The gains during regular trading ended the longest drought without a record close since November 2020. The S&P 500 has climbed 5% since JPMorgan Chase & Co. kicked off reporting season, following a month of losses. The steady rise in stocks sent the Cboe Volatility Index to its lowest close since before the pandemic. “I think it’s OK that investors are looking at earnings and going through them with a very fine-toothed comb,” Liz Young, head of investment strategy at SoFi, said on Bloomberg’s “QuickTake Stock” streaming program. “We’re in a time-period where we are finally, it seems like, going to shift away from markets that are driven by monetary policy and back to markets that are driven by fundamentals.” Market-implied expectations for U.S. inflation for the next half-decade have surged to the highest in 15 years as more investors have been losing faith in the Federal Reserve narrative that rising prices will be “transitory.” The five-year Treasury yield climbed above 1.21%, the highest since February 2020, as traders increased their bets the Fed may tighten policy sooner than expected. Solid economic reports on Thursday also strengthened predictions.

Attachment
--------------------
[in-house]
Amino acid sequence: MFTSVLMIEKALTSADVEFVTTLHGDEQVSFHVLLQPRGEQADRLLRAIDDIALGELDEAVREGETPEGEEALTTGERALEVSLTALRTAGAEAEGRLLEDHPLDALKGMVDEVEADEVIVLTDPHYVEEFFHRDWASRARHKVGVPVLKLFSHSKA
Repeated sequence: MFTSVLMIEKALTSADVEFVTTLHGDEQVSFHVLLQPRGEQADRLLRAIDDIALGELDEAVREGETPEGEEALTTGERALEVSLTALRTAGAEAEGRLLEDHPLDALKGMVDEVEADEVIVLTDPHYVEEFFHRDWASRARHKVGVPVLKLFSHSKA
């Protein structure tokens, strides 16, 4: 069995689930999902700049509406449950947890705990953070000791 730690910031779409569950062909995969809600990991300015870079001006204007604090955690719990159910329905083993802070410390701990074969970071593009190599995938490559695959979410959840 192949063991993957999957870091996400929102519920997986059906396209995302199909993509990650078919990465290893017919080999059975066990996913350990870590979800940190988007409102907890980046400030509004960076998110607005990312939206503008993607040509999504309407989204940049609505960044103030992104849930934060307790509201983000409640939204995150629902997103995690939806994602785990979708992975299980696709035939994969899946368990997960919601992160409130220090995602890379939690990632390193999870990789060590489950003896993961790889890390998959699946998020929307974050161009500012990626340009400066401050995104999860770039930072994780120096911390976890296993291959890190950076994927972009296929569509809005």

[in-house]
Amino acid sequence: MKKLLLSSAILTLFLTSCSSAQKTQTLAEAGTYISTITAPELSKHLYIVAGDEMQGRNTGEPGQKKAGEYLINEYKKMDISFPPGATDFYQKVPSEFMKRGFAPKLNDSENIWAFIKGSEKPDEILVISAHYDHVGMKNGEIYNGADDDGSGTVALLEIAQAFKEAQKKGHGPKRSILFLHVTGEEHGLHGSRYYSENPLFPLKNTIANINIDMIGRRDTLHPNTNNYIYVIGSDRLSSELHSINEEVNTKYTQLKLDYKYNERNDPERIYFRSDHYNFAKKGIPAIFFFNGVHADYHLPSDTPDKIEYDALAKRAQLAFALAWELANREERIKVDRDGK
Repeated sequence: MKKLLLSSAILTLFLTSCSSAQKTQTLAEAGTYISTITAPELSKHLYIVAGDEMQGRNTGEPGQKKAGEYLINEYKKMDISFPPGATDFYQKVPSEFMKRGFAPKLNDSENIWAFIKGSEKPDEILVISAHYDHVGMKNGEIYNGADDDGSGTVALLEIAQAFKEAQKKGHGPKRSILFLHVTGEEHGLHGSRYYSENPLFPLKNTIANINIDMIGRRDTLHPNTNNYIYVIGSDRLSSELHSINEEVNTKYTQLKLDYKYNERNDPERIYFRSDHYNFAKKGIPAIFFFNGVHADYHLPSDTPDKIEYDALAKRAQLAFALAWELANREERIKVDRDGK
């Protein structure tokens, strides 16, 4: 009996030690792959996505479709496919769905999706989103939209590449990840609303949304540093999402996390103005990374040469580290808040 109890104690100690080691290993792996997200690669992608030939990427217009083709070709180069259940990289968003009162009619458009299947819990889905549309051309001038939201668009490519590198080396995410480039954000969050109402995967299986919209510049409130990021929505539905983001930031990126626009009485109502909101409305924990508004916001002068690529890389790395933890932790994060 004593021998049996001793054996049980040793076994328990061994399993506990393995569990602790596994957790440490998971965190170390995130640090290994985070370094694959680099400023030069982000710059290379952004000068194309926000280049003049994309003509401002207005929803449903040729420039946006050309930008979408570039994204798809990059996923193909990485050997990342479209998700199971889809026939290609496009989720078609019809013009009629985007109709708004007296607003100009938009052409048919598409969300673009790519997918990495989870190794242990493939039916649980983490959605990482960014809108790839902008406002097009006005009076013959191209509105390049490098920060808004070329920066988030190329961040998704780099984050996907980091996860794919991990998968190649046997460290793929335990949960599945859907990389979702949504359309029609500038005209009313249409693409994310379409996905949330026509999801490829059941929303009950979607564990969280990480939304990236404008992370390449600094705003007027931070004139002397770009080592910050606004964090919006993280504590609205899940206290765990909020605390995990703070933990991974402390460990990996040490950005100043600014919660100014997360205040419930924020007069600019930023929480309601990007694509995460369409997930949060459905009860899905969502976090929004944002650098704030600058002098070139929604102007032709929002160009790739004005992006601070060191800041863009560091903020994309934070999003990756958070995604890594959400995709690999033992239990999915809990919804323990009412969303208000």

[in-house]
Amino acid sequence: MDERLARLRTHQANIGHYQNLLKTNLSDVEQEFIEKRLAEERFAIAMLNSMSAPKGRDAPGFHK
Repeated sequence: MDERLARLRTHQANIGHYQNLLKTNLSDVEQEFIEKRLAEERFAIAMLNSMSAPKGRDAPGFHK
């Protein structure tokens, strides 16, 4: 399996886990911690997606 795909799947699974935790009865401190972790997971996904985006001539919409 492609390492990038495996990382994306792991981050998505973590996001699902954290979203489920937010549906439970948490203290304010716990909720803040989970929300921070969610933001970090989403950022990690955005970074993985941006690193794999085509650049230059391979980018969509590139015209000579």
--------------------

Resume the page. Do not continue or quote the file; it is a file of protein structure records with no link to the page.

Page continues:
The latest jobless claims report unexpectedly declined to the lowest since March 2020. Sales of previously owned U.S. homes also rose in September by the most in a year.  Meanwhile, Congressional Democrats are at odds over both the tax and spending aspects of President Joe Biden’s economic package. “Good jobs plus high inflation creates a significant one-two punch against the Fed’s accommodative stance,” said Mike Loewengart, managing director of investment strategy at E*TRADE Financial.  “Easing and even rate increases down the road could start to be accelerated if we see more momentum like this, which perversely could create headwinds for the market.” With stocks at highs, traders are braced for swings in the market while also keeping a close eye on company margins, pricing power and outlooks. “At a stock level, you really need to focus on companies that have pricing power” and can pass along costs, Steve Chiavarone, vice president and general manager at Federated Global Investment, said on Bloomberg TV’s “Surveillance.” “If you can’t, and it starts eating away at your margin, I think you need to expect to get punished.” Crude oil slipped, the dollar was stronger against peers and Bitcoin fell from an all-time peak.